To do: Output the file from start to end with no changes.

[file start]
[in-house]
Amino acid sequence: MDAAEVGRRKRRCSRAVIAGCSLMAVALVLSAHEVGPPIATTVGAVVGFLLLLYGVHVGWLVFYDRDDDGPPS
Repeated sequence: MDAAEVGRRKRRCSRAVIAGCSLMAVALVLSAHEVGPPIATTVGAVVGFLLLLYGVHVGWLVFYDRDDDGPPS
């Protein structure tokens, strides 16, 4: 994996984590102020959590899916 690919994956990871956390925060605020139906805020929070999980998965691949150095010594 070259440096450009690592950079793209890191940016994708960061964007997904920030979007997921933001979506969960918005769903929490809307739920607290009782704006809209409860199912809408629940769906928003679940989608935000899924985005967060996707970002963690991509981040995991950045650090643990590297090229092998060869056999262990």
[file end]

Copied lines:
[in-house]
Amino acid sequence: MDAAEVGRRKRRCSRAVIAGCSLMAVALVLSAHEVGPPIATTVGAVVGFLLLLYGVHVGWLVFYDRDDDGPPS
Repeated sequence: MDAAEVGRRKRRCSRAVIAGCSLMAVALVLSAHEVGPPIATTVGAVVGFLLLLYGVHVGWLVFYDRDDDGPPS
């Protein structure tokens, strides 16, 4: 994996984590102020959590899916 690919994956990871956390925060605020139906805020929070999980998965691949150095010594 070259440096450009690592950079793209890191940016994708960061964007997904920030979007997921933001979506969960918005769903929490809307739920607290009782704006809209409860199912809408629940769906928003679940989608935000899924985005967060996707970002963690991509981040995991950045650090643990590297090229092998060869056999262990």